var('x y z')
young_tableaux = []
monomials = []
for i in Partitions(5).list():
young_tableaux.extend(SemistandardTableaux(i,max_entry=3).list())
for j in young_tableaux:
monomials.append(x^k.count(1)*y^k.count(2)*z^k.count(3))
show(sum(monomials))


## Hook formula for the number of standard tableaux of shape $$\mu$$¶

The classical hook formula

\begin{align}\begin{aligned}f^\mu:=\frac{n!}{\prod_{c\in\mu} h(c,\mu)},\\with :math:h((i,j),\mu):= \mu_i+\mu'_j-i-j-1, may be encoded as\end{aligned}\end{align}
[47]:

def hook_formula(mu):
mu=Partition(mu)
return factorial(add(k for k in mu))/prod(mu.hook_length(i,j) for i,j in mu.cells())

[48]:

hook_formula(Partition([4,3,1,1]))

[48]:


## Here are some functions on partitions often used in the theory of Macdonald polynomials¶

(Sometimes one may want a more functional notation for combinatorial calculations on diagrams.)

\begin{eqnarray} && n(\mu):=\sum_{(i,j)\in\mu} i, \qquad T_\mu:=\prod_{(i,j)\in\mu} t^iq^j,\\ && B_\mu:=\sum_{(i,j)\in\mu} t^iq^j, \qquad \Pi_\mu:=\prod_{(i,j)\in\mu,\ (i,j)\not=(0,0)} (1-t^iq^j),\\ &&\varepsilon_\mu:=\prod_{c\in\mu}(q^{a(c)}-t^{l(c)+1})(t^{l(c)}-q^{a(c)+1}), \end{eqnarray}

where $$a(c)$$ et $$l(c)$$ respectively denote the arm and the leg of a cell $$c$$ in $$\mu$$. We have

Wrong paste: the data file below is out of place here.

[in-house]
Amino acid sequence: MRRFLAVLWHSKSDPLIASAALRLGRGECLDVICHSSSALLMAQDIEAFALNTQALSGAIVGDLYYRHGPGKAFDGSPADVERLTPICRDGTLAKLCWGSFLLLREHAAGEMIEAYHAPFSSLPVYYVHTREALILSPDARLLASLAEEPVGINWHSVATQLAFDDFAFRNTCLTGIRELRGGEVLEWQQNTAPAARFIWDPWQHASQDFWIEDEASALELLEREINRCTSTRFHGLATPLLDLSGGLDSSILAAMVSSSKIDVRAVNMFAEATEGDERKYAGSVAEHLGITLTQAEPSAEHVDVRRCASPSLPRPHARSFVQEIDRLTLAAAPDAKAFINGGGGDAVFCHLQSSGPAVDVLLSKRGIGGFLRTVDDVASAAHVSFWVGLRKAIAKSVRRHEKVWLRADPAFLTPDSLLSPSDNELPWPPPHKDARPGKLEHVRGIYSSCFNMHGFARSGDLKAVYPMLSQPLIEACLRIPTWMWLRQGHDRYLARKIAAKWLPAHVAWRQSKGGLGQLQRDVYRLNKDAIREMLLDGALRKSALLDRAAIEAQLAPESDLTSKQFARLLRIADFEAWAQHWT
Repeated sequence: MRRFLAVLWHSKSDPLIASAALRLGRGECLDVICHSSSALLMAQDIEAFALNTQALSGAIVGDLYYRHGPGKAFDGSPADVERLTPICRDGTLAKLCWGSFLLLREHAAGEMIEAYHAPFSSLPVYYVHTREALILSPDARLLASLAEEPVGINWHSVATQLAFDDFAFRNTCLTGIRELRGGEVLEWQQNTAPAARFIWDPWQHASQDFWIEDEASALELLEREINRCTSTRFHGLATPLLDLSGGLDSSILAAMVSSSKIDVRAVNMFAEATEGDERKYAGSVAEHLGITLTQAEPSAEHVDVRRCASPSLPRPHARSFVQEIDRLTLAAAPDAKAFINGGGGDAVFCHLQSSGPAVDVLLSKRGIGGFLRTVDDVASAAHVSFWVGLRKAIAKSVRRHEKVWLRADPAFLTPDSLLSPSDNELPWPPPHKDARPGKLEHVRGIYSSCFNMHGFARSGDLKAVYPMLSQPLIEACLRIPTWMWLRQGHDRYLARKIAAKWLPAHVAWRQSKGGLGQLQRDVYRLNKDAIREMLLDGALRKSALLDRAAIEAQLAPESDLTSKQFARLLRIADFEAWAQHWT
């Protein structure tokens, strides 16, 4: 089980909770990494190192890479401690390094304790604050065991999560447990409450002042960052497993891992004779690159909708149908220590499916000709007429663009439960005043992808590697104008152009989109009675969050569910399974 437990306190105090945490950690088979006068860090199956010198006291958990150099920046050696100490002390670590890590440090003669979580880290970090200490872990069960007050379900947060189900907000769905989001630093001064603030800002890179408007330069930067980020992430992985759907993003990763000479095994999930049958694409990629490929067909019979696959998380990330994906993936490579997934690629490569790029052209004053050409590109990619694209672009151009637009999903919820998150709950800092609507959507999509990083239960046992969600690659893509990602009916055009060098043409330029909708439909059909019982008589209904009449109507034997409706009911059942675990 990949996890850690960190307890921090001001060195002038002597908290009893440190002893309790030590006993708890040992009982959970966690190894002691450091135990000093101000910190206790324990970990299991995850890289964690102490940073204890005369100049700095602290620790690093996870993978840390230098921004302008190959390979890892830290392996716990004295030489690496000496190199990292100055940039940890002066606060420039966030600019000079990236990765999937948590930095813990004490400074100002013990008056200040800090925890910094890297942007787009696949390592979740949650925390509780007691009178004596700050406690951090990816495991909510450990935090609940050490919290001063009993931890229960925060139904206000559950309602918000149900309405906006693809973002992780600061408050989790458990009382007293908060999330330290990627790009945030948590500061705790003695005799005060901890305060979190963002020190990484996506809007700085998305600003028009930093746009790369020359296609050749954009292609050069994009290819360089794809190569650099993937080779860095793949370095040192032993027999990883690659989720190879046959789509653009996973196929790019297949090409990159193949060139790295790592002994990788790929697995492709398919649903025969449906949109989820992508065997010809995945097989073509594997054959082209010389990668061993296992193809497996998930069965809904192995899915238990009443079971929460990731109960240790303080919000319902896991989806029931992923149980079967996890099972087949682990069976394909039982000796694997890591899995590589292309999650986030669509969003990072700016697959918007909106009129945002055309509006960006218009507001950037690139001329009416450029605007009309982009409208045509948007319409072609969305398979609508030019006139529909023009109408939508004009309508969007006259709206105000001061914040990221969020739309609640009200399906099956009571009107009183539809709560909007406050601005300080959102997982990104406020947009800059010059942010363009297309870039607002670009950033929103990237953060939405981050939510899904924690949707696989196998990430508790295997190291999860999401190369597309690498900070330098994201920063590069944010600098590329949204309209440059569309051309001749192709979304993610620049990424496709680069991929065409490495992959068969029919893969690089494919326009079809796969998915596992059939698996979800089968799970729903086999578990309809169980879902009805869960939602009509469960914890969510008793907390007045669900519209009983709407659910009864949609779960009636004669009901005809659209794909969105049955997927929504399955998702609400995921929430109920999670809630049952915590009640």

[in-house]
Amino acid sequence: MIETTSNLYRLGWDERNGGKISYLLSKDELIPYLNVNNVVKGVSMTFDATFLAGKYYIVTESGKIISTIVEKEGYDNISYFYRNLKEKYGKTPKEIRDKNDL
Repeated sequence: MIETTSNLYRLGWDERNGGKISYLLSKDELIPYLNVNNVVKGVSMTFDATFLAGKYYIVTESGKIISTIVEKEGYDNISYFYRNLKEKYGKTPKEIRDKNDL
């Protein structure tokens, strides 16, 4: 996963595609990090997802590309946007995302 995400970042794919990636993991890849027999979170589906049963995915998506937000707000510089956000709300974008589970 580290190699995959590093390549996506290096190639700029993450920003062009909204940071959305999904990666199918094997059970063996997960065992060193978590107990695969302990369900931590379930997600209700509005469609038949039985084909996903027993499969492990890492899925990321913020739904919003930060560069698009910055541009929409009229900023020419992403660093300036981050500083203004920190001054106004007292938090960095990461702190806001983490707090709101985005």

$(n(\mu),n(\mu'))=\sum_{c \in \mu} c.$
[114]:

q,t=var('q,t')

def ell(mu):
mu=Partition(mu)
return mu.length()

def arm(c,mu):
mu=Partition(mu)
return mu.arm_length(c[0],c[1])

def leg(c,mu):
mu=Partition(mu)
return mu.leg_length(c[0],c[1])

def corner_cells(mu):
mu=Partition(mu)
return mu.corners()

def zee(mu):
mu=Partition(mu)
return mu.aut()

def n(mu): return add(i for i,j in mu.cells())

def B(mu):
return add(t^i*q^j for i,j in mu.cells())

def T(mu):
return prod(t^i*q^j for i,j in mu.cells())

def Pi(mu):
return prod(1-t^i*q^j for i,j in mu.cells() if [i,j]<>[0,0])

def epsilon(mu):
return prod((q^(arm(c,mu))-t^(1+leg(c,mu)))*(t^(leg(c,mu))-q^(1+arm(c,mu))) for c in mu.cells())

[115]:

mu=Partition([4,3,3,1,1])

[116]:

vector([n(mu),n(mu.conjugate())])== add(vector(c) for c in mu.cells())

[116]:

[117]:

B(mu)

[117]:

[118]:

Pi(mu)

[118]:

[119]:

k=var('k')


[119]:

[120]:

factor(add((-k)^ell(mu)/zee(mu) for mu in Partitions(6)))

[120]:

[ ]: